Lewis Hamilton’s “selective memory” is criticized by Christian Horner for Red Bull’s global dominance.

Christian Horner, the CEO of Red Bull, has criticized Lewis Hamilton for having a “selective memory” when criticizing Red Bull’s dominance.

Since the new technical regulations went into effect in 2022, Red Bull has dominated the Formula One race.

In Formula One 2023, the team has won 19 of the 20 races, with Max Verstappen taking home the 17 victories.

Naturally, a number of the paddock’s members, including Hamilton, have criticized and commented on their overwhelming campaign.

Between 2014 and 2021, Mercedes had a similarly dominant run of eight consecutive constructors’ championships, while Hamilton won six of his seven drivers’ championships during this time.

Given Mercedes’s past “obscene” winnings, Horner thinks Hamilton should refrain from acting hypocritically.

Horner stated, “I think he has selective memory,” on Dax Shepard’s Eff Won podcast.

As you can imagine, some of their victories during that time were downright outrageous. Although we’ve had a successful few years, Lewis is the one who, in my opinion, shouldn’t be saying that.

What has Hamilton said?

The 38-year-old stated previously in the year why he believes no one team should be able to dominate.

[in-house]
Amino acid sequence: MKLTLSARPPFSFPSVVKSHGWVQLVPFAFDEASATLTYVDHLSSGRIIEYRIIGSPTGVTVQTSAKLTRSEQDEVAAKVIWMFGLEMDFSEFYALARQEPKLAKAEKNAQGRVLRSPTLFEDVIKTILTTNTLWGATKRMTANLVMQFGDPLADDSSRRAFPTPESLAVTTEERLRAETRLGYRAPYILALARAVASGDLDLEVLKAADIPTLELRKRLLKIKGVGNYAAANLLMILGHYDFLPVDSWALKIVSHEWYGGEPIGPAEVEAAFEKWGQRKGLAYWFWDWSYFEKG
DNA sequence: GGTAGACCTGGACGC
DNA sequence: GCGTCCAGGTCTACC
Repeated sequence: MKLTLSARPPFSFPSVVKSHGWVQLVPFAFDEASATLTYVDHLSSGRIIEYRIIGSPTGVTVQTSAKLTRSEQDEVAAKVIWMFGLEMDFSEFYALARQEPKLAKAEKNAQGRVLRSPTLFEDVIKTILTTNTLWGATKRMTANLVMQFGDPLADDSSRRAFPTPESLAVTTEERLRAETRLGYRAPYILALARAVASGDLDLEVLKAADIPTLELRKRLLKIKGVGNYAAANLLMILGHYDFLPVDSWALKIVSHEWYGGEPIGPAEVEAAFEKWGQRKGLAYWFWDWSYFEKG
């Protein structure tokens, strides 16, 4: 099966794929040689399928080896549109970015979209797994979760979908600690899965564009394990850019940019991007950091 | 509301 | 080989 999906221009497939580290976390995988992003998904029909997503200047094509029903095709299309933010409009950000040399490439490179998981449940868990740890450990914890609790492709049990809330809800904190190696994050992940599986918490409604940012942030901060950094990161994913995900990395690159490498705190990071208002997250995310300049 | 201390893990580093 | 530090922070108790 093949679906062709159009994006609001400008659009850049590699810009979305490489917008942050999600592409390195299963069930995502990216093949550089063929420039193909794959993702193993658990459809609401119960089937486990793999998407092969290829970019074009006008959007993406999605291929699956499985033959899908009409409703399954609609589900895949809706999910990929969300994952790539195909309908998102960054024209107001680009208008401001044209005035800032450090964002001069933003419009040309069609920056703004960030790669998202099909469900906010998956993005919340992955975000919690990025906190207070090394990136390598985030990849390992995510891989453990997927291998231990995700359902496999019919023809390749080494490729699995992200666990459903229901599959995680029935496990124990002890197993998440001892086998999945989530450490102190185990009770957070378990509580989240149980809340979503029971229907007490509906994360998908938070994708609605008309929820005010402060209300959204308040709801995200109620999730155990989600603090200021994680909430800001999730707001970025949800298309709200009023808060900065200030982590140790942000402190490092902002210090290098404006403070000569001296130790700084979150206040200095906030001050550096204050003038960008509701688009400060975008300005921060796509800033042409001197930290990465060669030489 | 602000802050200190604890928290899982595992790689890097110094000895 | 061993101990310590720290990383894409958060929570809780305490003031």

“The competition for the top positions should be closer, and we shouldn’t have a chance to dominate for a long time,” he said to Channel 4. Regretfully, Red Bull may also very well dominate the following three seasons.

“I think this is not the best thing for the fans,” the speaker said, “because if we keep going in the same direction, maybe Ferrari, McLaren, or Mercedes will dominate in the coming years.”

In order to prevent dominant teams from gaining an early advantage for the upcoming season, Hamilton even proposed a possible rule change.

“I think the FIA should probably put a time when everyone is allowed to start developing on the next year’s car,” he said in July. “So August 1, that’s when everybody can start so then no one can get an advantage on the next year, cause that sucks.

“It would make more sense. They should. Say for example you start the season and you know you have a bad car, you can just say I’m not going to bother developing this car and put all this money into next year’s car and have an advantage.”

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